Among those cancellations announced for the next three days include dozens of flights to and from Spanish destinations.
Monday saw the cancellation of 19 flights either to or from Spanish airports, while 16 Spanish flights on both Tuesday and Wednesday were grounded.
Of the more than 140 flights cancelled at the weekend, almost 40 flights were to or from Spanish airports.
For passengers whose flights are cancelled and who opt to fly later, European passengers’ rights are clear. Ryanair is legally obliged to provide meals and accommodation as appropriate, together with cash compensation of €250 or €400 for journeys of 1,000 miles or more.
Ryanair could face up to 20m euros (£18m) in compensation claims from those whose flights were affected.
Ryanair’s marketing director, Kenny Jacobs, said: “Cancellation notices for flights cancelled up to and including Wednesday 20th September have been sent to affected customers and posted on the Ryanair.com website.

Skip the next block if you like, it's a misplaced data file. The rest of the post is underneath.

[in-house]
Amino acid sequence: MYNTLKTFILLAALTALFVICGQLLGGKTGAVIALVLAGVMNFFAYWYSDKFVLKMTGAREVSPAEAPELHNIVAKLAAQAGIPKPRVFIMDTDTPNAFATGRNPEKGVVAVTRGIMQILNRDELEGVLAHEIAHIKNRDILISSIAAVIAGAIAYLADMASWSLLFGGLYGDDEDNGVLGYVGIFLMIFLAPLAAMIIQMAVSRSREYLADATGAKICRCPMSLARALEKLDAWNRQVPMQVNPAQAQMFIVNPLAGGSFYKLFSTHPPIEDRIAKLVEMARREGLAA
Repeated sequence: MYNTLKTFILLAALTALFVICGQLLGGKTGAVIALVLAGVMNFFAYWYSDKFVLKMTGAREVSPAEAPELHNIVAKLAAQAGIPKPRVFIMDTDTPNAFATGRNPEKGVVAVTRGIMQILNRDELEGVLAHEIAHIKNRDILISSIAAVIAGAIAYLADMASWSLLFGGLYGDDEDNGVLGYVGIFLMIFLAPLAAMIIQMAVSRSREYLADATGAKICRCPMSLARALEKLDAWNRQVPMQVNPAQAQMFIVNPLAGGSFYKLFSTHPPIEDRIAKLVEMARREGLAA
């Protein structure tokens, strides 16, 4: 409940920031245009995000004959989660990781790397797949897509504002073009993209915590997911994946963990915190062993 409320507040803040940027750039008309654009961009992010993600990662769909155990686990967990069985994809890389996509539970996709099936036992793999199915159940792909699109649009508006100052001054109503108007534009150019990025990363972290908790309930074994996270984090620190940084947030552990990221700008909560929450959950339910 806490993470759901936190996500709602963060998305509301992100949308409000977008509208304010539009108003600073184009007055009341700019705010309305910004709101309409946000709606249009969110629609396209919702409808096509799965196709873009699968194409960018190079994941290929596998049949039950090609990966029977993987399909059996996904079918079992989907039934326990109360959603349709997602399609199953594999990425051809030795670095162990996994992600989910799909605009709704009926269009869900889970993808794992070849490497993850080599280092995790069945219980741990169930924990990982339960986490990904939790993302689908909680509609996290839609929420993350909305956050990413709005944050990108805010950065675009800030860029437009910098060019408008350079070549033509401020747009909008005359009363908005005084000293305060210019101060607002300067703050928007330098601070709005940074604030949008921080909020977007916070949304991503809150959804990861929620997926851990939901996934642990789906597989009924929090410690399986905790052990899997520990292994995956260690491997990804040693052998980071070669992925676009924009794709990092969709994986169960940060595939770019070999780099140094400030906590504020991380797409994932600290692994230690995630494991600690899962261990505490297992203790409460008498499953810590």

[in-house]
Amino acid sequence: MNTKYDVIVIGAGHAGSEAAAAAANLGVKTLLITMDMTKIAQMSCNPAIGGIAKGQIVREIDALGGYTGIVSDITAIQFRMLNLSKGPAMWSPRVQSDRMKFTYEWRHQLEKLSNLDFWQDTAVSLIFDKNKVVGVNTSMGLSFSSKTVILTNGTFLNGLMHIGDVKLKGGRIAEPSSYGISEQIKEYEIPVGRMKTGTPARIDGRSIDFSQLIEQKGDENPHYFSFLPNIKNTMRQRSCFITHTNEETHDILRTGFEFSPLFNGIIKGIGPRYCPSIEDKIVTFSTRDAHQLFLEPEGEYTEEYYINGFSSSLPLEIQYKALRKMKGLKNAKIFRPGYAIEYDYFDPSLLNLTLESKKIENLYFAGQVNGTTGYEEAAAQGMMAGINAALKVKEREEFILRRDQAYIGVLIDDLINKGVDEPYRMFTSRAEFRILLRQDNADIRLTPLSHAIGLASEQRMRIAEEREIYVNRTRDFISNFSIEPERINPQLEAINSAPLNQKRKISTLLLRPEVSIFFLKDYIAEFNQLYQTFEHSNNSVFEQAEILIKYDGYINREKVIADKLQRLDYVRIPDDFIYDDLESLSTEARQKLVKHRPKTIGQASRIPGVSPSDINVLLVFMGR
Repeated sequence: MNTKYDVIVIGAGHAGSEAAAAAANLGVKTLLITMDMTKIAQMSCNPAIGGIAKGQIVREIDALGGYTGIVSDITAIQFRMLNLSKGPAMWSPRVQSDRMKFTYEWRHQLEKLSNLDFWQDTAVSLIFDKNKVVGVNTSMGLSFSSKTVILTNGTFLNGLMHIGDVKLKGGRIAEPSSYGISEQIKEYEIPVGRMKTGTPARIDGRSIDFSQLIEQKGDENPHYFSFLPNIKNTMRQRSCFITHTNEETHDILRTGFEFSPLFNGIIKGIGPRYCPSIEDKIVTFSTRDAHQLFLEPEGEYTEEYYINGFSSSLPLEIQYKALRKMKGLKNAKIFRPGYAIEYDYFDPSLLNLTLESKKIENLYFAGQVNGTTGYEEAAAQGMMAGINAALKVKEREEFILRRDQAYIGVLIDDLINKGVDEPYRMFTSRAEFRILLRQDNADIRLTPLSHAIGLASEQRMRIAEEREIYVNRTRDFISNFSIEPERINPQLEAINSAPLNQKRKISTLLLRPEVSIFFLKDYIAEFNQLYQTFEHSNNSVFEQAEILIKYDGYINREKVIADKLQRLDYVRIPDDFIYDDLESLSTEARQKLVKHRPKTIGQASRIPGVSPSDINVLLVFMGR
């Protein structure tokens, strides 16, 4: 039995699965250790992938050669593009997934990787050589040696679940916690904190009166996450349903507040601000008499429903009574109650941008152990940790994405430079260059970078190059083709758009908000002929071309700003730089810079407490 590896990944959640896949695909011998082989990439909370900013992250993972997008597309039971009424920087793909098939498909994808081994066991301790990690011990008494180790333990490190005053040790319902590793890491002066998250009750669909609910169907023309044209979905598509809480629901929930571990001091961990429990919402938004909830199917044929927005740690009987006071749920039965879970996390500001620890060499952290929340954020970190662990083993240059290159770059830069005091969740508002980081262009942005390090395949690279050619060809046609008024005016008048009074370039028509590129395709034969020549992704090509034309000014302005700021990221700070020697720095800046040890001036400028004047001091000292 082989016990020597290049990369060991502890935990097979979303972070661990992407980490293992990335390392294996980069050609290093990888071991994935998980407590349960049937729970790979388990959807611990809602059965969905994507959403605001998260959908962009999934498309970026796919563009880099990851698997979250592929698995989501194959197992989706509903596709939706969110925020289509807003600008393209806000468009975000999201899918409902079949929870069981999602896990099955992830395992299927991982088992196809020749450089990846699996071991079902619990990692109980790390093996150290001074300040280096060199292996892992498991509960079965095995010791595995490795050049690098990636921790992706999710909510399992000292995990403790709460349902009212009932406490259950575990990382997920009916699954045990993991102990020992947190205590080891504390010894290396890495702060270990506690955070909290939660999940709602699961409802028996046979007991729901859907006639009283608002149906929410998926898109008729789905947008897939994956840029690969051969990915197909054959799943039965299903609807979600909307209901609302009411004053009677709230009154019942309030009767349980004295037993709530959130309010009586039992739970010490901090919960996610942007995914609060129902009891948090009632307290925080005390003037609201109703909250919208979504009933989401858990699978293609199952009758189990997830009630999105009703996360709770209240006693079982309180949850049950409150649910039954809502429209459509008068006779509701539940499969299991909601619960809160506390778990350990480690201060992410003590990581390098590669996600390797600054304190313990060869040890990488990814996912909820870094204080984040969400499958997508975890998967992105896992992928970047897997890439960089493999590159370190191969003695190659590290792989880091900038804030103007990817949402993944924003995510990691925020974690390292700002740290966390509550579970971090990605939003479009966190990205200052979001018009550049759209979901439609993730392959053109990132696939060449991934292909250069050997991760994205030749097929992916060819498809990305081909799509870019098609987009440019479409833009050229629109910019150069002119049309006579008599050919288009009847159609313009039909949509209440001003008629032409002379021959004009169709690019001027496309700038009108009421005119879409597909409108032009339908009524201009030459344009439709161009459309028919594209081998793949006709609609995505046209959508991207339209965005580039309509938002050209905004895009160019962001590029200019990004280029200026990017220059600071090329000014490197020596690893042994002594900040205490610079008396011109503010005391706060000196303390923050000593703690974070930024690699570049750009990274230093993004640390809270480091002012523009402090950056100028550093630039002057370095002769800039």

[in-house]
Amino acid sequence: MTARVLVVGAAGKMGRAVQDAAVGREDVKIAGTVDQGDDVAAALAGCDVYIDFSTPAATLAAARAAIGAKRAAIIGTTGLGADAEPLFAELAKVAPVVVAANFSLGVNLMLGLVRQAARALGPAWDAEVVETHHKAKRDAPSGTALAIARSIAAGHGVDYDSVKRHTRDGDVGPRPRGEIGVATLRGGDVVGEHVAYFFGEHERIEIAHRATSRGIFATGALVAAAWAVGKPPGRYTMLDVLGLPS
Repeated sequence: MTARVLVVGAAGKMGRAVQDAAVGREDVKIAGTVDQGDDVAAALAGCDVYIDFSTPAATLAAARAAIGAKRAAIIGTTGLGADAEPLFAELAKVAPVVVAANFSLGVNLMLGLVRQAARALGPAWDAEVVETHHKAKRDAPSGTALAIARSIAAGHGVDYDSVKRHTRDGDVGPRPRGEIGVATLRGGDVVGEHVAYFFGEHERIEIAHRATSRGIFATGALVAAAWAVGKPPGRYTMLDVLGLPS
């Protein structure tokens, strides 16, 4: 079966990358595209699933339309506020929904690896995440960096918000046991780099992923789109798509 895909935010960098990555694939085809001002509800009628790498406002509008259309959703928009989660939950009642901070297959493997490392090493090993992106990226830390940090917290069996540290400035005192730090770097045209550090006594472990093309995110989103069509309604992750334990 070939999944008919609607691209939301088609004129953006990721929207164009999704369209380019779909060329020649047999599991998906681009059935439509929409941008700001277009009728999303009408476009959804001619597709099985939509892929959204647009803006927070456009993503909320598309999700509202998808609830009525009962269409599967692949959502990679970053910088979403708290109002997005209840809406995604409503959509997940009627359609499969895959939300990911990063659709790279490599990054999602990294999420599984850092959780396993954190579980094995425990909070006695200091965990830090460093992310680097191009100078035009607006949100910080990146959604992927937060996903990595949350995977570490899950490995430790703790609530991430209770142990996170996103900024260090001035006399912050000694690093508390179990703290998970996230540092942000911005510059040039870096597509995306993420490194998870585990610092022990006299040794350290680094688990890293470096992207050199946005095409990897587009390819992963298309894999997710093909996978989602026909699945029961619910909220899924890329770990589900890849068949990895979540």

“We will continue to send regular updates and post flight information on our website, with the next set of cancellations to be issued on Monday. We apologise sincerely to all affected customers for these cancellations.”
But Ryanair is under pressure to publish a full list of the flights it plans to cancel every day amid growing anger among customers.
UK consumer rights group Which? said: "It's essential that Ryanair release a full list of flights that will be affected so that passengers have as much time as possible to make alternate arrangements."
The airline has blamed a backlog of staff leave for the disruption, which could affect up to 400,000 passengers.
Ryanair is changing its holiday year, which currently runs from April to March, to run from January to December instead.
This has led to large numbers of its staff taking holidays in September and October.
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